Then, my stepdad called me. He is extremely sick. He’s got the flu the doctor says, but for some reason the congestion in his lungs won’t break up in response to medicine this time . . . much like Mama. As much as losing Mama has hurt me, my grief pales in comparison to Rob’s. Mama was literally his world. He cared for her needs even more than I did. Now he is a grief-stricken, broken man, and I’m having to convince him to keep fighting when all he really wants to do is join Mama and I’m afraid if something doesn’t change, he may do just that before this sickness turns.

Then, my aunt, my cousin, and my dad have decided to sell my homeplace. It doesn’t mean much to any of the three of them, but it represents what could have been to me. Daddy is going to give me his share so Rob and my stepbrother’s family won’t have to move away, but home won’t be home anymore. It’s just a hunk of land, a source of money, to them . . . but it’s always been home to me and there’s no earthly way I could get the funds together to buy the other two out.

That’s because there’s NEVER enough funds. My life is a constant borrowing from Peter to pay Paul. Someone always gets left out of the paid bills stack. I always have to figure out some way to make ends meet. It’s sad, but it’s been the story of my life. Mama and I never had enough money to breathe easy. Ruin and bankruptcy has always been just around the corner and once or twice, it’s even turned that corner. No one who hasn’t lived under constant financial stress has any idea what it’s like to constantly worry about the heat pump or the car engine or some other thing because there’s no money so if the heat pump goes out . . . well, we’ll just be cold. The saddest part, though, is I know it’s my own fault. Mama made poor decisions with money and I’ve managed to carry on the family tradition. It doesn’t make it any less stressful though.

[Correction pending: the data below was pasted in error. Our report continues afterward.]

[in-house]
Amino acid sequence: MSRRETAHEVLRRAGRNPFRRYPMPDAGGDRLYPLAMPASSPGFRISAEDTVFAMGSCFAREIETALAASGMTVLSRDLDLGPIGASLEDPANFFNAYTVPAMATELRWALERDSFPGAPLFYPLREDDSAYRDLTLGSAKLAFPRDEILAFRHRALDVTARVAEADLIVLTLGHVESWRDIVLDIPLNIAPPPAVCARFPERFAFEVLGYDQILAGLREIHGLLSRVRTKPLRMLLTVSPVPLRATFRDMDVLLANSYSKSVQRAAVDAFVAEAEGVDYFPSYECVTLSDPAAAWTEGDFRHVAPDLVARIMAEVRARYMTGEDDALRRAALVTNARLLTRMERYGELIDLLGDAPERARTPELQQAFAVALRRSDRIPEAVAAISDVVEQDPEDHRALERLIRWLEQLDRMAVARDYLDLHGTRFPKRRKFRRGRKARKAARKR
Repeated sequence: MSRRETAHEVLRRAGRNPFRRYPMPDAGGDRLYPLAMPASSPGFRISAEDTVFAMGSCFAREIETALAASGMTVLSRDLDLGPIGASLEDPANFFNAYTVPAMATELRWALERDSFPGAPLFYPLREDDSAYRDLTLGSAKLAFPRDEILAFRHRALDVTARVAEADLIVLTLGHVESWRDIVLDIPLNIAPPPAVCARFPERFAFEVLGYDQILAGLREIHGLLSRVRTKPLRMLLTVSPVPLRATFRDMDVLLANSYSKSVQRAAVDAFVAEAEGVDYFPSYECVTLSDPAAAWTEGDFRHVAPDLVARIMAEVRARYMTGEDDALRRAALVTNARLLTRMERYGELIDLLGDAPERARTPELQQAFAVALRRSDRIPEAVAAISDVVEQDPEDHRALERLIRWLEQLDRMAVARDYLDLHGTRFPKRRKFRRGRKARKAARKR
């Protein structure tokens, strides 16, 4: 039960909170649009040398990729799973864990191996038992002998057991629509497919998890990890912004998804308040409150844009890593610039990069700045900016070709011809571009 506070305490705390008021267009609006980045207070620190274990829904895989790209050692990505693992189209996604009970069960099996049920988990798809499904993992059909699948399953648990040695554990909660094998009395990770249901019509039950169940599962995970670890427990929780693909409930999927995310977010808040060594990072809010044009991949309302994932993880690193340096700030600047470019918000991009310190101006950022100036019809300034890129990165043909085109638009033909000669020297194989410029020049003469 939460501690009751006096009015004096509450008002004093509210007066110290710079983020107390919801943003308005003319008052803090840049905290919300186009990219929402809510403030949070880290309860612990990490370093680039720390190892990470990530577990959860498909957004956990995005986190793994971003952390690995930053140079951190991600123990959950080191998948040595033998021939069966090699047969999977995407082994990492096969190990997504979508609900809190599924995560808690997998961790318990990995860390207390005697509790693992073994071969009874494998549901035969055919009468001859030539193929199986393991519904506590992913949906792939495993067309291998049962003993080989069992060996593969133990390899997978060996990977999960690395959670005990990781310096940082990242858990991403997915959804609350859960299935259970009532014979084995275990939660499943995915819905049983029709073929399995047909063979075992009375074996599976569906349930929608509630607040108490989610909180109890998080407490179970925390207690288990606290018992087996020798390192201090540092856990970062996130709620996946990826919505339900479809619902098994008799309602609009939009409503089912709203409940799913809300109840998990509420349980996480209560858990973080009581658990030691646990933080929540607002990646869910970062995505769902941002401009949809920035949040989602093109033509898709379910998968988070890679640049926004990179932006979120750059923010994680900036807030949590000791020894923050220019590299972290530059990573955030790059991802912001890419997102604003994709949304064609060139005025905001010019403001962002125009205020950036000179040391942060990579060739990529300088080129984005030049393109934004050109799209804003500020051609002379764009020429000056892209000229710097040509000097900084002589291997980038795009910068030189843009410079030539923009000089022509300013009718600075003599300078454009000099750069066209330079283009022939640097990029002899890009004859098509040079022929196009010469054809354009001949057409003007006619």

So that’s what’s going on with me . . . at least the highlights. There’s more little things, but this post already looks like I’m whining. I hope none of you think I’m being maudlin because that’s certainly not my intent. I just want my growing number of readers to know what’s happened to the content lately.

What I’ve decided to do is stop obsessing over not updating. My plan is to get through the first full week in January, past my birthday, and then start back with a renewed sense of purpose in my writing. I could slap some stuff together, but it wouldn’t be up to my standards so I’d rather get through the end of the year and try to start over. Look for newer, more consistent posts beginning in January. I hope y’all understand.

You know I love y’all. Merry Christmas, Happy New Year, and keep those feet clean.